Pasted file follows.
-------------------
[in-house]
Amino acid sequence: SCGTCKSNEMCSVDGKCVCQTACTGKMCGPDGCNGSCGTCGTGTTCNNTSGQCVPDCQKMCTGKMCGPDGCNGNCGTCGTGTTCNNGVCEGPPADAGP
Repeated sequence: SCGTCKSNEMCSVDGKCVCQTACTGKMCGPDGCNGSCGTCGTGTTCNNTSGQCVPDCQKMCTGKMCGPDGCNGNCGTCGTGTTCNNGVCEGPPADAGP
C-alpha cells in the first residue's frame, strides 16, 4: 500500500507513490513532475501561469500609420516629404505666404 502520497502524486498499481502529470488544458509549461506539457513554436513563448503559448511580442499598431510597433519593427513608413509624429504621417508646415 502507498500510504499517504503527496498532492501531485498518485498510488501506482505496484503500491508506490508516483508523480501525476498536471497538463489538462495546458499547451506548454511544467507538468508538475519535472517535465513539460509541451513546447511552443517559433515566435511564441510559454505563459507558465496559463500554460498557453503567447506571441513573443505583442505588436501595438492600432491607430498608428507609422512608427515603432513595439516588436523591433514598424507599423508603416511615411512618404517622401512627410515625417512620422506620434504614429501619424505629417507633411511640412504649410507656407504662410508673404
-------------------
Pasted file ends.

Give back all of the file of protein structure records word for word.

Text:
[in-house]
Amino acid sequence: SCGTCKSNEMCSVDGKCVCQTACTGKMCGPDGCNGSCGTCGTGTTCNNTSGQCVPDCQKMCTGKMCGPDGCNGNCGTCGTGTTCNNGVCEGPPADAGP
Repeated sequence: SCGTCKSNEMCSVDGKCVCQTACTGKMCGPDGCNGSCGTCGTGTTCNNTSGQCVPDCQKMCTGKMCGPDGCNGNCGTCGTGTTCNNGVCEGPPADAGP
C-alpha cells in the first residue's frame, strides 16, 4: 500500500507513490513532475501561469500609420516629404505666404 502520497502524486498499481502529470488544458509549461506539457513554436513563448503559448511580442499598431510597433519593427513608413509624429504621417508646415 502507498500510504499517504503527496498532492501531485498518485498510488501506482505496484503500491508506490508516483508523480501525476498536471497538463489538462495546458499547451506548454511544467507538468508538475519535472517535465513539460509541451513546447511552443517559433515566435511564441510559454505563459507558465496559463500554460498557453503567447506571441513573443505583442505588436501595438492600432491607430498608428507609422512608427515603432513595439516588436523591433514598424507599423508603416511615411512618404517622401512627410515625417512620422506620434504614429501619424505629417507633411511640412504649410507656407504662410508673404